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4CPS-026 Acceptability and willingness to switch antiretroviral treatment in patients with long-acting injectable therapy criteria
  1. C Subirana Batlle,
  2. M Bruguera Teixidor,
  3. C Ortí Juan,
  4. X Larrea Urtaran,
  5. I Gómez Ibáñez,
  6. Y Ortuño Ruiz,
  7. À Castelló Noria,
  8. L Viñas Sagué,
  9. C Díez Vallejo,
  10. E Martínez Díaz,
  11. A Couso Cruz
  1. H Josep Trueta, Pharmacy Department, Girona, Spain


Background and Importance The development of long-acting injectable treatment has become a new treatment strategy that could change the handling of patients with antiretroviral therapy (ART) for HIV infection.

Cabotegravir/rilpivirine represents the first long-acting drug combination approved by the Food and Drug Administration (FDA) and the Spanish Agency for Medicines and Health Products (AEMPS) for this indication.

Aim and Objectives To know the acceptability and willingness of patients with HIV infection to switch their oral antiretroviral treatment to a long-acting injectable.

Material and Methods Qualitative descriptive population study carried out at a third-level hospital. All adult patients with an indication for cabotegravir/rilpivirine treatment attended at the pharmacy consult were included.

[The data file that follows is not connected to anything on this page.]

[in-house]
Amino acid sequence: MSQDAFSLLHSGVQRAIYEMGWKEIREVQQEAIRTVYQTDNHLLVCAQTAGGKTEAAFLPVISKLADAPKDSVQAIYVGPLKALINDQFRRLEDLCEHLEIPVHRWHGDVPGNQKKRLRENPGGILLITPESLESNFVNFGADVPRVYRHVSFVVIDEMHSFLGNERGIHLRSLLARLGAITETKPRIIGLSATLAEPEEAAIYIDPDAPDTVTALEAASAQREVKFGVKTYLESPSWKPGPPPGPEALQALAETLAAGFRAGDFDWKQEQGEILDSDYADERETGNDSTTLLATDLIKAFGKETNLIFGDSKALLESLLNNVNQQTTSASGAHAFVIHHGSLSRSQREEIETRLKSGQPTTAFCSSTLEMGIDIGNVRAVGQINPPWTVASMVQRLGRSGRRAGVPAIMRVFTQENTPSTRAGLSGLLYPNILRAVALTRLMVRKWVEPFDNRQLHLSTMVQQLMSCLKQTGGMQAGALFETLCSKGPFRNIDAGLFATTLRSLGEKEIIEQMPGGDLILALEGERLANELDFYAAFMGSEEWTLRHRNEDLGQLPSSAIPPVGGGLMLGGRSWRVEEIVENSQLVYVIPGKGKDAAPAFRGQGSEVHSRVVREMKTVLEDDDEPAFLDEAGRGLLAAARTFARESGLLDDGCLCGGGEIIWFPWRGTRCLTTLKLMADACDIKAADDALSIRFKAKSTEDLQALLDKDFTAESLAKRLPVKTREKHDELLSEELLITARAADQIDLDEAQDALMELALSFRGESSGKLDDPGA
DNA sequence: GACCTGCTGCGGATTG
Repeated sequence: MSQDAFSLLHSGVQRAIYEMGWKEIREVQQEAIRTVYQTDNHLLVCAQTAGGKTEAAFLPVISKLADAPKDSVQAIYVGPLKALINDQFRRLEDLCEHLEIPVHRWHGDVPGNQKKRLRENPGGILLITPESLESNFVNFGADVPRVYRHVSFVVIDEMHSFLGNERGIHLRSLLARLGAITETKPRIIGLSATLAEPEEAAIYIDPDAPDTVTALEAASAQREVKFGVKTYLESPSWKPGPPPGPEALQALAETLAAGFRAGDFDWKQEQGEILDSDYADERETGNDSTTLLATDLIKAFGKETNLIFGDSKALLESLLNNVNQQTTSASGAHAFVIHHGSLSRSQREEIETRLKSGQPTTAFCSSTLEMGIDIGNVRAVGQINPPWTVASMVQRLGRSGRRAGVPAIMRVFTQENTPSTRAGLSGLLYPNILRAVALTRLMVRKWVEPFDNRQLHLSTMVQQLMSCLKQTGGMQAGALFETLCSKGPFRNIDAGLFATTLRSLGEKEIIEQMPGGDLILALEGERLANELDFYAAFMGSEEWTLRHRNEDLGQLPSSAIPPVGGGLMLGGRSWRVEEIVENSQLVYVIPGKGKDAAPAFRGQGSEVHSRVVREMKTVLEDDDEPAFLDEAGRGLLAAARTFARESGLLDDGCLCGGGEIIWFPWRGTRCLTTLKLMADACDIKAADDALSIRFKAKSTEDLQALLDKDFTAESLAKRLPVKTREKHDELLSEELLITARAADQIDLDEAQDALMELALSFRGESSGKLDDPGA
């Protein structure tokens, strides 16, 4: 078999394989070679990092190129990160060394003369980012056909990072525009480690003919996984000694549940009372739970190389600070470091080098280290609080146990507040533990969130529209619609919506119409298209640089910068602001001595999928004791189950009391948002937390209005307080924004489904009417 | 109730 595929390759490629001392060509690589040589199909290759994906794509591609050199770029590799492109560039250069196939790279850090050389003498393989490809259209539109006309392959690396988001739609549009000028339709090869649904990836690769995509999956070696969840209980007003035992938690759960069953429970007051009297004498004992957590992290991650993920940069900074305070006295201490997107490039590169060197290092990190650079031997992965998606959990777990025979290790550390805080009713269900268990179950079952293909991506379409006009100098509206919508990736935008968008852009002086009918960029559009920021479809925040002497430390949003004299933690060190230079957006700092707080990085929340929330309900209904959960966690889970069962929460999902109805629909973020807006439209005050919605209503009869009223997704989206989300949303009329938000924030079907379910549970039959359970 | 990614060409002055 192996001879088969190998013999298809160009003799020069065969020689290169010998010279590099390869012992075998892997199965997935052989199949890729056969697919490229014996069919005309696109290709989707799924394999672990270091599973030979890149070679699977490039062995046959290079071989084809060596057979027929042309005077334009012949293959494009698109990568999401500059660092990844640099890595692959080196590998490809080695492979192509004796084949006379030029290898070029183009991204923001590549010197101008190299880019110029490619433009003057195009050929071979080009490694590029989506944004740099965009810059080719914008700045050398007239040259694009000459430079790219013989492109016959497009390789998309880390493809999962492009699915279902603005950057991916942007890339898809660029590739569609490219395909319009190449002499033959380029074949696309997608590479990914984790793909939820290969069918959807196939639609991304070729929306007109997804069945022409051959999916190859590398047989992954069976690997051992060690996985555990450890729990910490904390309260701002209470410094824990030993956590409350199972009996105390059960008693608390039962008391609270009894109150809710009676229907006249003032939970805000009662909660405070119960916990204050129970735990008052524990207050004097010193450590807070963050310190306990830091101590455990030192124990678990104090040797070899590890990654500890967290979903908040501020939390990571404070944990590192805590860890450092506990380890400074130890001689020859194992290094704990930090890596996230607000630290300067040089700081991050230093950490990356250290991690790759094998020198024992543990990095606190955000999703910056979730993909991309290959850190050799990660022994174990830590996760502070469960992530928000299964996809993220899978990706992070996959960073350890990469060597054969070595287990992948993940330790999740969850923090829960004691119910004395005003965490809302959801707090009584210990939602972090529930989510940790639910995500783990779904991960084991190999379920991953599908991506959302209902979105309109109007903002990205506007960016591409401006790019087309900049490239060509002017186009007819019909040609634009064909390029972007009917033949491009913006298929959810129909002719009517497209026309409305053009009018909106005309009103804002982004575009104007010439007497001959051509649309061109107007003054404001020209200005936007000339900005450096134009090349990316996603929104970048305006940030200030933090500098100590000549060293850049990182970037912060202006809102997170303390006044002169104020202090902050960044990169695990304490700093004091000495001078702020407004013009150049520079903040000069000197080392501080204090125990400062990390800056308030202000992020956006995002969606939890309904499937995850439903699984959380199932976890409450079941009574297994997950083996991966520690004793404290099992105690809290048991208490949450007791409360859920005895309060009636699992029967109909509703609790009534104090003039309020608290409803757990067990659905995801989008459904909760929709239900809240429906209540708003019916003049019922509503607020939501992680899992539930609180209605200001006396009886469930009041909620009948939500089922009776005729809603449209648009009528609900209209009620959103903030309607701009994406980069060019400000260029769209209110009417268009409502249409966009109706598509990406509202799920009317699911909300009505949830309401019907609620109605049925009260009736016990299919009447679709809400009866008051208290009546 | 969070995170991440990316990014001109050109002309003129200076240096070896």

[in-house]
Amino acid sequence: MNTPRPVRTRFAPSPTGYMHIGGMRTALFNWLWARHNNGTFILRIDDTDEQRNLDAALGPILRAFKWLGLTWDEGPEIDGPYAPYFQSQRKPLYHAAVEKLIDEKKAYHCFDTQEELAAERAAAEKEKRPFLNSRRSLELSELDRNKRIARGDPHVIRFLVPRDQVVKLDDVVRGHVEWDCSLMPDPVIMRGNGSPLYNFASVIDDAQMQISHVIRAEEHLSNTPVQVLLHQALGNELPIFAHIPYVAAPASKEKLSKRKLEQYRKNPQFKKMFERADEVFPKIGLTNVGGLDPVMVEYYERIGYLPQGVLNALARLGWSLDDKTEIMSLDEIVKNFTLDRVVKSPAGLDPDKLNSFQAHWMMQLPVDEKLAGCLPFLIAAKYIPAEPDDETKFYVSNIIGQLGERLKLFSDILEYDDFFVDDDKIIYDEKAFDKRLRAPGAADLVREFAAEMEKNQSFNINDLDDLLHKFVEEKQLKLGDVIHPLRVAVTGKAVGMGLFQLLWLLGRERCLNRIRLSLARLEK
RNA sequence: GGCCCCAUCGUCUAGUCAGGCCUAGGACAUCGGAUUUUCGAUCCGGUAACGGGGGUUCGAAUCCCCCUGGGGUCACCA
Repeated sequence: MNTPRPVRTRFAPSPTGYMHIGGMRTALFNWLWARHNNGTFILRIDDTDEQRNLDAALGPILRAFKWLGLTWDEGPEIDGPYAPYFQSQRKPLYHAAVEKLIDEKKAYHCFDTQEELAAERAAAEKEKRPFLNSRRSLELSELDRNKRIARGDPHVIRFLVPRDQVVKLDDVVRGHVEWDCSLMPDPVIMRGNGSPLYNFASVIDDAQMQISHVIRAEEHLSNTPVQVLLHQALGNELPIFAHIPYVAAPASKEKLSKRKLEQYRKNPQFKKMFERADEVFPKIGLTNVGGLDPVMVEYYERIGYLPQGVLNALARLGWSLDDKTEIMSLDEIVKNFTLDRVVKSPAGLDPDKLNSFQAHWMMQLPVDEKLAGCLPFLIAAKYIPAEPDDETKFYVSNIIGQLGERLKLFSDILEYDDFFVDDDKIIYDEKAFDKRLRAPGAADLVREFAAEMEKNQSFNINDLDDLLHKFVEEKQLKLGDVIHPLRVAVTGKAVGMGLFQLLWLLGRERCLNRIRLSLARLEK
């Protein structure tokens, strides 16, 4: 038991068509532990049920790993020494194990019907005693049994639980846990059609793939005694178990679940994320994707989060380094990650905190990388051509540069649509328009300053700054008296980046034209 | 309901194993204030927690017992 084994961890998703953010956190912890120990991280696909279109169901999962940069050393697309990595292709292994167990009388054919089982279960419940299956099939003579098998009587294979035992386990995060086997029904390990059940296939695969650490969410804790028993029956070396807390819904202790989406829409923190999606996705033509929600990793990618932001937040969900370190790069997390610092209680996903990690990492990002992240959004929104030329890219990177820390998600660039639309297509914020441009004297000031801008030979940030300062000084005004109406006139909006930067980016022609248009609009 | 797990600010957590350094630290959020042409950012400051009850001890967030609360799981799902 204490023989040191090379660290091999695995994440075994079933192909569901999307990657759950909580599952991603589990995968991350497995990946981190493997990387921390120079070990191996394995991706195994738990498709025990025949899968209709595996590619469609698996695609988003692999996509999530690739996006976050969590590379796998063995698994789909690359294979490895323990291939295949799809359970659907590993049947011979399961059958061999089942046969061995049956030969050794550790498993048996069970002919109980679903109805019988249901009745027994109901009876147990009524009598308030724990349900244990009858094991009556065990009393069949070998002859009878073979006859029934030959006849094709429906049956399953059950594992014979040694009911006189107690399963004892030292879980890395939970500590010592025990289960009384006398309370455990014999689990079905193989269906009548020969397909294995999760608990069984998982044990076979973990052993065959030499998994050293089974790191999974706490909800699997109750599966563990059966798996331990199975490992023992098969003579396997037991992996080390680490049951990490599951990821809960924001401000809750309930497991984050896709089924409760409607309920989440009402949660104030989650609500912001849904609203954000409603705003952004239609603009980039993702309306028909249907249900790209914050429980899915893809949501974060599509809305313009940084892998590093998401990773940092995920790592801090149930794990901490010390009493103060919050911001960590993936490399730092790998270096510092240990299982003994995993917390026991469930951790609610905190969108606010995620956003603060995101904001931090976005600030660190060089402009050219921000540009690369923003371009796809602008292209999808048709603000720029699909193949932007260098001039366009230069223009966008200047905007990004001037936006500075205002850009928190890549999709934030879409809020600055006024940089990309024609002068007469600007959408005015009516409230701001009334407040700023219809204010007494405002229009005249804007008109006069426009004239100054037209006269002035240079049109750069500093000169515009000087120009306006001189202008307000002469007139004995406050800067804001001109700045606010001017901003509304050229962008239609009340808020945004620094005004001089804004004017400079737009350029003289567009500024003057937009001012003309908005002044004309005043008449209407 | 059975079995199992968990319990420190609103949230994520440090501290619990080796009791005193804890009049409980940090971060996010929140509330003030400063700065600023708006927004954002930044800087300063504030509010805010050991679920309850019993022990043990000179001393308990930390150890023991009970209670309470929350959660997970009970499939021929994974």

A questionnaire was prepared where the patient‘s data were collected and the degree of satisfaction with their treatment and the acceptance of the therapy with long-acting injectables were evaluated.

Results A total of 57 patients [70.2% (n=40) men and 29.8% (n=17) women] with a median age of 54 years [range: 28 – 78] completed the questionnaire. The ART they received were: Dovato®, Triumeq®, Juluca®, Biktarvy®, Odefsey®, Genvoya® or Symtuza®.

Patients expressed being satisfied [33,3% (n=19)] or very satisfied [66,7% (n=38)] with their usual ART and that it was not an inconvenience to take the medication orally every day [75,4% (n=43)]. The majority stated that they were willing [54,4% (n=31)] or very willing [31,6% (n=18)] to continue with their treatment.

Furthermore, most of the patients had prior knowledge of long-acting injectable therapy [71.9% (n=41)] and expressed that they did not mind receiving two intramuscular injections every 2 months [86.0% (n=49)] and that they were not worried about the secondary pain [57.9% (n=33)]. The majority stated that they were willing [52.6% (n=30)] or very willing [35.1% (n=20)] to switch treatment.

The main reasons for switching treatment were to remove the stigma, to avoid forgetting to take the medication and the worry about running out of medication.

Conclusion and Relevance Results reflected a great acceptability and willingness of our patients to receive long-acting antiretrovirals, showing agreement with previously conducted studies.

In addition, the patients also appreciated being asked their opinion about the treatment.

Conflict of Interest No conflict of interest.

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